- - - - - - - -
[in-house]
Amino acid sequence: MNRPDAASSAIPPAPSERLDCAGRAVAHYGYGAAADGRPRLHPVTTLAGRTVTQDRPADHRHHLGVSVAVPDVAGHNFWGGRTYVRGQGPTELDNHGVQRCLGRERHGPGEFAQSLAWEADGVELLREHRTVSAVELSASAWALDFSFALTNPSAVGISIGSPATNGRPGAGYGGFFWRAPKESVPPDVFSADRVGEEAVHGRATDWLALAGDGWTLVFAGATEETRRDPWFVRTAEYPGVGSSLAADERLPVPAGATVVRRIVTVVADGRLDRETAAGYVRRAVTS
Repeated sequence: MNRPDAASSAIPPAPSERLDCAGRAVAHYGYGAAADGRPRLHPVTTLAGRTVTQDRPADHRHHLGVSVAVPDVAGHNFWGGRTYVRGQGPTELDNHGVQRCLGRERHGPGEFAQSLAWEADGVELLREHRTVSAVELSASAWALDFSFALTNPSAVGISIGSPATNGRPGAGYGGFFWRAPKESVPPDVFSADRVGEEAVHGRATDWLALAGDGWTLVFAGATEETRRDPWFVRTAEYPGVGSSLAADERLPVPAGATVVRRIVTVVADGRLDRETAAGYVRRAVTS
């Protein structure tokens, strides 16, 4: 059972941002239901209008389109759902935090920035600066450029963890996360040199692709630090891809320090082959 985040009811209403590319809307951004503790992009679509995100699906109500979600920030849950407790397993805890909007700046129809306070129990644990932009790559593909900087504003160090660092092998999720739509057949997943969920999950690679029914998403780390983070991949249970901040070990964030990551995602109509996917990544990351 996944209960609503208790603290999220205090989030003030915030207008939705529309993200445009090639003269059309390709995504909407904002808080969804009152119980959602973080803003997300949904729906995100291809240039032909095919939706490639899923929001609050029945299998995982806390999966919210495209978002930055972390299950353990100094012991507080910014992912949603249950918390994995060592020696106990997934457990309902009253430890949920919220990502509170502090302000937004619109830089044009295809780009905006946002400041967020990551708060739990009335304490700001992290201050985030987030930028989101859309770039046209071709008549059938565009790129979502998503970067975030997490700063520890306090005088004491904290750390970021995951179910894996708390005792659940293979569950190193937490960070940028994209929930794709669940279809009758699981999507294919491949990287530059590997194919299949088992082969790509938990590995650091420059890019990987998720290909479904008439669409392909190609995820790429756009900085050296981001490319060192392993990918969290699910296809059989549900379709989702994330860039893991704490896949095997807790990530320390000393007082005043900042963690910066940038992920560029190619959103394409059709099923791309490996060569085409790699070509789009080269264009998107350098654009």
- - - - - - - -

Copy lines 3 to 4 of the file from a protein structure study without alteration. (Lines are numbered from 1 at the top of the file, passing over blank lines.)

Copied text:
Repeated sequence: MNRPDAASSAIPPAPSERLDCAGRAVAHYGYGAAADGRPRLHPVTTLAGRTVTQDRPADHRHHLGVSVAVPDVAGHNFWGGRTYVRGQGPTELDNHGVQRCLGRERHGPGEFAQSLAWEADGVELLREHRTVSAVELSASAWALDFSFALTNPSAVGISIGSPATNGRPGAGYGGFFWRAPKESVPPDVFSADRVGEEAVHGRATDWLALAGDGWTLVFAGATEETRRDPWFVRTAEYPGVGSSLAADERLPVPAGATVVRRIVTVVADGRLDRETAAGYVRRAVTS
């Protein structure tokens, strides 16, 4: 059972941002239901209008389109759902935090920035600066450029963890996360040199692709630090891809320090082959 985040009811209403590319809307951004503790992009679509995100699906109500979600920030849950407790397993805890909007700046129809306070129990644990932009790559593909900087504003160090660092092998999720739509057949997943969920999950690679029914998403780390983070991949249970901040070990964030990551995602109509996917990544990351 996944209960609503208790603290999220205090989030003030915030207008939705529309993200445009090639003269059309390709995504909407904002808080969804009152119980959602973080803003997300949904729906995100291809240039032909095919939706490639899923929001609050029945299998995982806390999966919210495209978002930055972390299950353990100094012991507080910014992912949603249950918390994995060592020696106990997934457990309902009253430890949920919220990502509170502090302000937004619109830089044009295809780009905006946002400041967020990551708060739990009335304490700001992290201050985030987030930028989101859309770039046209071709008549059938565009790129979502998503970067975030997490700063520890306090005088004491904290750390970021995951179910894996708390005792659940293979569950190193937490960070940028994209929930794709669940279809009758699981999507294919491949990287530059590997194919299949088992082969790509938990590995650091420059890019990987998720290909479904008439669409392909190609995820790429756009900085050296981001490319060192392993990918969290699910296809059989549900379709989702994330860039893991704490896949095997807790990530320390000393007082005043900042963690910066940038992920560029190619959103394409059709099923791309490996060569085409790699070509789009080269264009998107350098654009």